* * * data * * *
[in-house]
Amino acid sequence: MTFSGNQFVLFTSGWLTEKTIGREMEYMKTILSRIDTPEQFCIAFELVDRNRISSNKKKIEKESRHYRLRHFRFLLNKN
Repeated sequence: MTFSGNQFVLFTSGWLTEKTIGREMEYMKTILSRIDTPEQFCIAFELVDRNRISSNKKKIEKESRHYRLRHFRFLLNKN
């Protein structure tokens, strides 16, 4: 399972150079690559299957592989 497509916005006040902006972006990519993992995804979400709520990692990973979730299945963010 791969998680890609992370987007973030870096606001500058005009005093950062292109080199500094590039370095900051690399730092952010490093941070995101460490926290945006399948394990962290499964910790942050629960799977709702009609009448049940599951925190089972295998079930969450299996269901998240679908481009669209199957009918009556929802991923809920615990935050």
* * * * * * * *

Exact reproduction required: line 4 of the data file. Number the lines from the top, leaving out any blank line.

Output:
């Protein structure tokens, strides 16, 4: 399972150079690559299957592989 497509916005006040902006972006990519993992995804979400709520990692990973979730299945963010 791969998680890609992370987007973030870096606001500058005009005093950062292109080199500094590039370095900051690399730092952010490093941070995101460490926290945006399948394990962290499964910790942050629960799977709702009609009448049940599951925190089972295998079930969450299996269901998240679908481009669209199957009918009556929802991923809920615990935050």